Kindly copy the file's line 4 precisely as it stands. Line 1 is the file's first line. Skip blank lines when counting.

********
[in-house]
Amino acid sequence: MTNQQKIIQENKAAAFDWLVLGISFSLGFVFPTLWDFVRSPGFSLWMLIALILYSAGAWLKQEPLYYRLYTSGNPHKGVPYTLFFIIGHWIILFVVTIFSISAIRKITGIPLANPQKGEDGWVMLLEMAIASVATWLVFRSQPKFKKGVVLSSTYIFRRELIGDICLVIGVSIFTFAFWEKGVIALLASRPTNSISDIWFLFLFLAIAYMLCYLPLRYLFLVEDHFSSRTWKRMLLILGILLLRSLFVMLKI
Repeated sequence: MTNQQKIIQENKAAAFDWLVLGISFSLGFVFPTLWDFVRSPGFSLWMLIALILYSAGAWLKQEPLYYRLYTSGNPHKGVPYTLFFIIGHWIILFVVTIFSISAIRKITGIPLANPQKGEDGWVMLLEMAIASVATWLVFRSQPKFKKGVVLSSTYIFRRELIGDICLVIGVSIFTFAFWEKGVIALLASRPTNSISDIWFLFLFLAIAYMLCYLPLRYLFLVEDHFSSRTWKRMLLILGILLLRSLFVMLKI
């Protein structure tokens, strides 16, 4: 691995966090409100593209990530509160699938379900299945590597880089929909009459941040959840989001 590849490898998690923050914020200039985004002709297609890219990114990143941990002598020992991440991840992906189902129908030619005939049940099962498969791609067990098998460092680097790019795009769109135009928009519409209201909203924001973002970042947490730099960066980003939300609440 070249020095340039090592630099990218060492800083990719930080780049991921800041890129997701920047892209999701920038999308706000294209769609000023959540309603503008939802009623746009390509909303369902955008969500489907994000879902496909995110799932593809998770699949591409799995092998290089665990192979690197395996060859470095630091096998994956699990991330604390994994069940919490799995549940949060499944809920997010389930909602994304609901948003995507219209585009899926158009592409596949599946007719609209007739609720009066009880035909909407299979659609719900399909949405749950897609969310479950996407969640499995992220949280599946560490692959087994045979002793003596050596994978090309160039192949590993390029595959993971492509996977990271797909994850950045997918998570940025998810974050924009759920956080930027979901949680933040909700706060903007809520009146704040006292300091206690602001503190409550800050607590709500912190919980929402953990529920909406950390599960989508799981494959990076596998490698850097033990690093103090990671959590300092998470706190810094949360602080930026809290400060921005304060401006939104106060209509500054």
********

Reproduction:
């Protein structure tokens, strides 16, 4: 691995966090409100593209990530509160699938379900299945590597880089929909009459941040959840989001 590849490898998690923050914020200039985004002709297609890219990114990143941990002598020992991440991840992906189902129908030619005939049940099962498969791609067990098998460092680097790019795009769109135009928009519409209201909203924001973002970042947490730099960066980003939300609440 070249020095340039090592630099990218060492800083990719930080780049991921800041890129997701920047892209999701920038999308706000294209769609000023959540309603503008939802009623746009390509909303369902955008969500489907994000879902496909995110799932593809998770699949591409799995092998290089665990192979690197395996060859470095630091096998994956699990991330604390994994069940919490799995549940949060499944809920997010389930909602994304609901948003995507219209585009899926158009592409596949599946007719609209007739609720009066009880035909909407299979659609719900399909949405749950897609969310479950996407969640499995992220949280599946560490692959087994045979002793003596050596994978090309160039192949590993390029595959993971492509996977990271797909994850950045997918998570940025998810974050924009759920956080930027979901949680933040909700706060903007809520009146704040006292300091206690602001503190409550800050607590709500912190919980929402953990529920909406950390599960989508799981494959990076596998490698850097033990690093103090990671959590300092998470706190810094949360602080930026809290400060921005304060401006939104106060209509500054």